Media reports have suggested that Holmes was determined to prevent daughter Suri from being drawn further into Scientology.
And Jenna writes: “As a mother myself, I offer my support to Katie and wish for her all of the strength she will need to do what is best for her and her daughter.”
My experience in growing up in Scientology is that it is both mentally and at times physically abusive.
I was allowed to see my parents only once a week at best – sometimes not for years.
We got a lousy education from unqualified teachers, forced labor, long hours, forced confessions, being held in rooms not to mention the mental anguish of trying to figure out all of the conflicting information they force upon you as a young child...
While it is very unlikely that Suri Cruise would have the same upbringing as me (due to her parent's celebrity status), any organization that is capable of mistreating and neglecting the needs of children, regardless of their social status, and which has a long history of breaking up families is no place for an innocent child.
Amazon – and no doubt other outlets – are already taking prepublication orders for her book.
1 Ironically, these senior executives were Marty Rathbun and Mike Rinder – who themselves have since quit the movement. They are now leading figures in what has become known as the Independent Scientology movement which still accepts the value of Scientology, but rejects the regime as it is run by David Miscavige. See Rathbun's blog Moving Up a Little Higher, to which Rinder is an occasional contributor.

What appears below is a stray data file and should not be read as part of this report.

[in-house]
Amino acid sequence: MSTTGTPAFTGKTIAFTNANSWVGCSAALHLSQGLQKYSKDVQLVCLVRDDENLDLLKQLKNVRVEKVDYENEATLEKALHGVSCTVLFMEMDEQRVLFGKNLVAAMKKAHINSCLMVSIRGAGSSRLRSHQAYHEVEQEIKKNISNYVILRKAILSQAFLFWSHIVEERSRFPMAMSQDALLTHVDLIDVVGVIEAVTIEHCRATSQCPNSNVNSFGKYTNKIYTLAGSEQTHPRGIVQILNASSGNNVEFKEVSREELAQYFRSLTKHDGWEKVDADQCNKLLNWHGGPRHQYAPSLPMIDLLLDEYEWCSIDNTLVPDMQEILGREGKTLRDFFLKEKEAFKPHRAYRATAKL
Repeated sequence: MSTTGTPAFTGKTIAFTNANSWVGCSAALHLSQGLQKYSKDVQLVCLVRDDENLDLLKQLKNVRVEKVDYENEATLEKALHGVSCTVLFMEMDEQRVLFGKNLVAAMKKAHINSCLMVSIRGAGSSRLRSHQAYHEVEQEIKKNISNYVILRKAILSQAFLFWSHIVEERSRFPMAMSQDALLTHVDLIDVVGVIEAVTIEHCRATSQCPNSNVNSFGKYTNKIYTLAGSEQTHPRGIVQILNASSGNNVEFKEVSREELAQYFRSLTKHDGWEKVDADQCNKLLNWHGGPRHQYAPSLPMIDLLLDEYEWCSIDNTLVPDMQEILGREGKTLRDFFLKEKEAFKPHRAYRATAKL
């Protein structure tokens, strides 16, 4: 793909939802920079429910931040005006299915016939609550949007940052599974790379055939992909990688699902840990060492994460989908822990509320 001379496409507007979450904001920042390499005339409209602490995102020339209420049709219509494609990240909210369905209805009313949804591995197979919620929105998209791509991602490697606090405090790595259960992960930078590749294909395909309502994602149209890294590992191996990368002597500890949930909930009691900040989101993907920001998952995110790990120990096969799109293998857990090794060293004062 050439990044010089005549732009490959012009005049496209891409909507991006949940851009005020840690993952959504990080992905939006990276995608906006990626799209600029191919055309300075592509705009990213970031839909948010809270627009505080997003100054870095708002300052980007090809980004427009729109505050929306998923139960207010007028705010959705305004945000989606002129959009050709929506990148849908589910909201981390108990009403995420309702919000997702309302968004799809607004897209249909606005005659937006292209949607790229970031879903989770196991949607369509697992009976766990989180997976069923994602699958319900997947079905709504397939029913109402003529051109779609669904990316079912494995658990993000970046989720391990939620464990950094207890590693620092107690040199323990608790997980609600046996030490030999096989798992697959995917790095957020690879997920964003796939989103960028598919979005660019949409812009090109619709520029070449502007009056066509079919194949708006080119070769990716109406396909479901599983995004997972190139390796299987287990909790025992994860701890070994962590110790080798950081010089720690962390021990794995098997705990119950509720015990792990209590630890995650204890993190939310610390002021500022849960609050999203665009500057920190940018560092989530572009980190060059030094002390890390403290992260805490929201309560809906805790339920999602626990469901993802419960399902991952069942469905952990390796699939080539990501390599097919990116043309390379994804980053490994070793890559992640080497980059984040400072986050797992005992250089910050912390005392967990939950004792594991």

2 From Chapter Seven of An Introduction to Scientology Ethics. But this originally came from a December 23 1965 Hubbard Communications Office Policy Letter, “Suppressive Acts Suppression of Scientology and Scientologists” – so it can hardly be said to be a corruption of Hubbard’s policies by the current leader Miscavige.
3 “An Ethics Officer can encounter a situation where someone is factually connected to a Suppressive Person, in present time,” wrote Hubbard.
“This is a person whose normal operating basis is one of making others smaller, less able, less powerful. He does not want anyone to get better, at all.
“In truth, an SP is absolutely, completely terrified of anyone becoming more powerful. In such an instance the PTS isn't going to get anywhere trying to handle the person. The answer is to sever the connection.”
“PTSness and Disconnection”, September 10, 1983.